The study, conducted in collaboration with University Sains Malaysia (USM) between September and December 2015 and published in the journal Beneficial Microbes, focused on 53 victims of the December 2014 flood in Malaysia.
At the time, the flood was considered one of the country's worst in decades. The resulting lack of environmental hygiene led to exposure to elevated levels of pathogenic bacteria, which are known to cause a variety of physical complications, including digestive illness.
This exposure can also cause psychological problems. The researchers wrote: "Individuals in a community who developed irritable bowel syndrome (IBS) after major floods have significant mental health impairment."
Professor Lee Yeong Yeh, from USM's School of Medical Sciences, said in a media statement: "We conducted research involving 53 victims of the flood and found some significant differences in the composition of microbiota between subjects with and without abdominal abnormalities.
"Through supplementation with Bifidobacterium infantis M-63, we succeeded in significantly alleviating the mental stress of those subjects with abdominal abnormalities."
The gut-brain axis
Knowing that flood victims require medical intervention not just during disasters but also in the recovery period, Morinaga and USM sought to assess the impact of B. infantis M-63 intake on the symptoms, psychological health and overall quality of life of participants with IBS.
They also wanted to find out if any improvement they would observe was mediated by changes in the gut microbiota.
Among the participants, 20 with IBS were each administered one sachet of B. infantis M-63 powder daily for three months, while the rest, who had no digestive issues, were treated as controls and not given the probiotic.
The researchers used the quality-of-life (QOL) SF-36 Questionnaire to evaluate the participants' mental state before and after the intervention, and conducted comprehensive analysis of their intestinal microflora using their faecal samples.
Ultimately, 11 participants in the treatment group and 20 of the controls completed the study according to protocol, and in both full analysis and per-protocol conditions, improved mental well-being was reported in the former group when compared with the latter.
Among the same 11 participants in the intervention group, the researchers observed differences in anxiety and bodily pain. When compared to the controls, the intervention group also displayed a lower ratio of Firmicutes / Bacteroidetes, which correlated with a higher post-intervention mental score.
Before treatment, the supplemented participants had an average pre-intervention total mental component score of 75; this rose to 83.1 after treatment. Their mental well-being score also improved, from 70 before treatment to 86 after treatment.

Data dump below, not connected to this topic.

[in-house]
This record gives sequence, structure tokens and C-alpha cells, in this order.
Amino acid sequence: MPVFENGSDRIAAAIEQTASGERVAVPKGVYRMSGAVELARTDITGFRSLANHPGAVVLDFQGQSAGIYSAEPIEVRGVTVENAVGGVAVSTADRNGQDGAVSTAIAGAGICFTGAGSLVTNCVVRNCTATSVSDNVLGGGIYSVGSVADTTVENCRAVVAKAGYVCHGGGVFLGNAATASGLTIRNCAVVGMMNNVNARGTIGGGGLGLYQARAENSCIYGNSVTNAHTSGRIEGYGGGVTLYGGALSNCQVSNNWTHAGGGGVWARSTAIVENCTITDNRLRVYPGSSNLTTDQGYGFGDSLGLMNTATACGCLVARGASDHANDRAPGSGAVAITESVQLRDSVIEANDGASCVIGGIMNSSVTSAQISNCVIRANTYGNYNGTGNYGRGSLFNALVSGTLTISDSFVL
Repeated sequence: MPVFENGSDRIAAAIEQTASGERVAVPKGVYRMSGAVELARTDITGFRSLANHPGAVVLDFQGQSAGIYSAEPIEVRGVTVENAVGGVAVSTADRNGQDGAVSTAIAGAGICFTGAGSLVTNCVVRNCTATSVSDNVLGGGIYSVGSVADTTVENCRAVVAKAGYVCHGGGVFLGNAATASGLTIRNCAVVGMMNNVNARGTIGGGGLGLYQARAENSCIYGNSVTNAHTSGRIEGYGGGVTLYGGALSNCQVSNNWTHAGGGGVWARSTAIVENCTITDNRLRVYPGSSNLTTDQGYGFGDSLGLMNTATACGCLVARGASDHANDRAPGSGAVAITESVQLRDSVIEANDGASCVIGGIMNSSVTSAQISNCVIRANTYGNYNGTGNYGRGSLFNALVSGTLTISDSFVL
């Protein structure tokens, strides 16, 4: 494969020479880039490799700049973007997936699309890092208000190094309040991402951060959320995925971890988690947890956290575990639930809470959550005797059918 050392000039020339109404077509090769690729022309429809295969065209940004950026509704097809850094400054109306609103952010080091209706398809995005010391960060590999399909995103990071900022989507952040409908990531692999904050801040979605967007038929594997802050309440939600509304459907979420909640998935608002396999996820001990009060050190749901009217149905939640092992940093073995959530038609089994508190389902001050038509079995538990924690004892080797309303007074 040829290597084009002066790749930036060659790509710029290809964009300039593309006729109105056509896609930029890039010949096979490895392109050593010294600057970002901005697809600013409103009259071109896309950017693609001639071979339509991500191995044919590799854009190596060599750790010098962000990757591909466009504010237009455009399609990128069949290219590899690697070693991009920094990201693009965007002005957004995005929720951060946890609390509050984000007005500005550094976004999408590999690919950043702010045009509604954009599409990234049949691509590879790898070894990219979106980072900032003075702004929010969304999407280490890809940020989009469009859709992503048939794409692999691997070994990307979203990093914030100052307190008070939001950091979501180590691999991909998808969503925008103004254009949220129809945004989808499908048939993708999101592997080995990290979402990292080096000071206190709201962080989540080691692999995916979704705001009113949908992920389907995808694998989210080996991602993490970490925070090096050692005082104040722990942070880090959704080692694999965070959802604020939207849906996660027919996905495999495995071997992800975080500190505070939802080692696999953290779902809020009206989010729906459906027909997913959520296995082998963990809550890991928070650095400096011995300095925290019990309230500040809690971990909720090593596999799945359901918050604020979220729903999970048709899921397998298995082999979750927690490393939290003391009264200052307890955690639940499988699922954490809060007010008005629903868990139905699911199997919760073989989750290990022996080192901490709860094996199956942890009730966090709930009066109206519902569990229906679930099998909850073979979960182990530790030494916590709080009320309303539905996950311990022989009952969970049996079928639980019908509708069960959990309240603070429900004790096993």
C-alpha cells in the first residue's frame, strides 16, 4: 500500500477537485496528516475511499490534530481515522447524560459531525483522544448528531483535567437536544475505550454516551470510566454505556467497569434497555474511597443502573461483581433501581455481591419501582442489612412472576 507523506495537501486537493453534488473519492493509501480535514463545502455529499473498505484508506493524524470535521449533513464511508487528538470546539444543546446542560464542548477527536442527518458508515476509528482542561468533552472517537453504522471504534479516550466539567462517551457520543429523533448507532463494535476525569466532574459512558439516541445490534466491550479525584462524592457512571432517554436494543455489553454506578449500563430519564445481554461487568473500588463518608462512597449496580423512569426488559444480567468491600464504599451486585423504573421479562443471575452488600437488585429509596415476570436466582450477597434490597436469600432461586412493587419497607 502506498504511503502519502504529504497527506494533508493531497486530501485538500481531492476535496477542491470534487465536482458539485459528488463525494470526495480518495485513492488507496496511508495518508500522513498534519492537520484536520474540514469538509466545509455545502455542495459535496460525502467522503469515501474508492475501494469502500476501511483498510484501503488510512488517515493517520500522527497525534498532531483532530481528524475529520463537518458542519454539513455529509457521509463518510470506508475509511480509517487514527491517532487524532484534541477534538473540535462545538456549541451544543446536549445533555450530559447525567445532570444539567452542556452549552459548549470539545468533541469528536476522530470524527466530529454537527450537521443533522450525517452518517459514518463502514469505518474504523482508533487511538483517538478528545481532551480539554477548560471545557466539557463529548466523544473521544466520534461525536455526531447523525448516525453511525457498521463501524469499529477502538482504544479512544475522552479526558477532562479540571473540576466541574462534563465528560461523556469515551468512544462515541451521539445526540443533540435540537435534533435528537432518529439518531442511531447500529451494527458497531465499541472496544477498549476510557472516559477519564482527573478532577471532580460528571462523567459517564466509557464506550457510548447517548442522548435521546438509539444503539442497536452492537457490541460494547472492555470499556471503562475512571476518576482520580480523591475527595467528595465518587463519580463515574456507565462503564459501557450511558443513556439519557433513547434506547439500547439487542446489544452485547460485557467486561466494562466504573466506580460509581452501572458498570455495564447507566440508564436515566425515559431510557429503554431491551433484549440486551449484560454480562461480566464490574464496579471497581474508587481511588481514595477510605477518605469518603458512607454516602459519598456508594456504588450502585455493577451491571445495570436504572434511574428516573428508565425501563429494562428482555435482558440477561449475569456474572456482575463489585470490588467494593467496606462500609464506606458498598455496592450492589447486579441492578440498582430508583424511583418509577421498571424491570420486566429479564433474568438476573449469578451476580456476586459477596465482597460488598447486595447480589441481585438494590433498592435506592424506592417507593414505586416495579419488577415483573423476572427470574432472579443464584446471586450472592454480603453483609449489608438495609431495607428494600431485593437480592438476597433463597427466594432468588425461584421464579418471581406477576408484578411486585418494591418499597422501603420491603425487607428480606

Despite this, the researchers acknowledged that their study could have been compromised by a lack of randomisation and placebo, as well as a small sample size of the intervention group due to "difficulty in recruitment of community-based participants".
Additionally, the study was conducted in a "challenging rural setting after floods" on "vulnerable individuals who were badly affected by floods and had not been exposed to such interventional studies before".
As such, it was possible that the supplemented participants might have had a beneficial placebo response or confirmation bias that led them to believe B. infantis M-63 was sure to improve their condition, thereby reducing their anxiety.
The researchers concluded that the study showed "a significant improvement with probiotic B. infantis M-63 on the mental well-being of flood-affected individuals with IBS".
"This improvement is possibly mediated by restoration of microbial balance and the gut-brain axis. However, our conclusion must be interpreted in the context of our study limitations. Future larger randomised studies are needed to confirm the findings of our study."
The probiotic used in the study, B. infantis M-63, had been shown in previous trials to be effective in strengthening immune defence against foreign invaders, as well as in improving symptoms of occasional constipation and / or diarrhoea when consumed in combination with other Bifidobacteria (namely, Bifidobacterium longum BB536 and Bifidobacterium breve M-16V).
Recent findings on the benefits of probiotics for mental health have given rise to further exploration of the gut-brain axis, which Dr Xiao Jinzhong, GM of Morinaga Milk's Next Generation Science Institute, said is "at the cutting edge of recent worldwide probiotics research".
In its official release, Morinaga said awareness of and research into the gut microbiome's multi-faceted influence on health have been growing, with health concerns such as digestion, weight management, immunity, and even mental health being "linked to a person's intestinal microflora".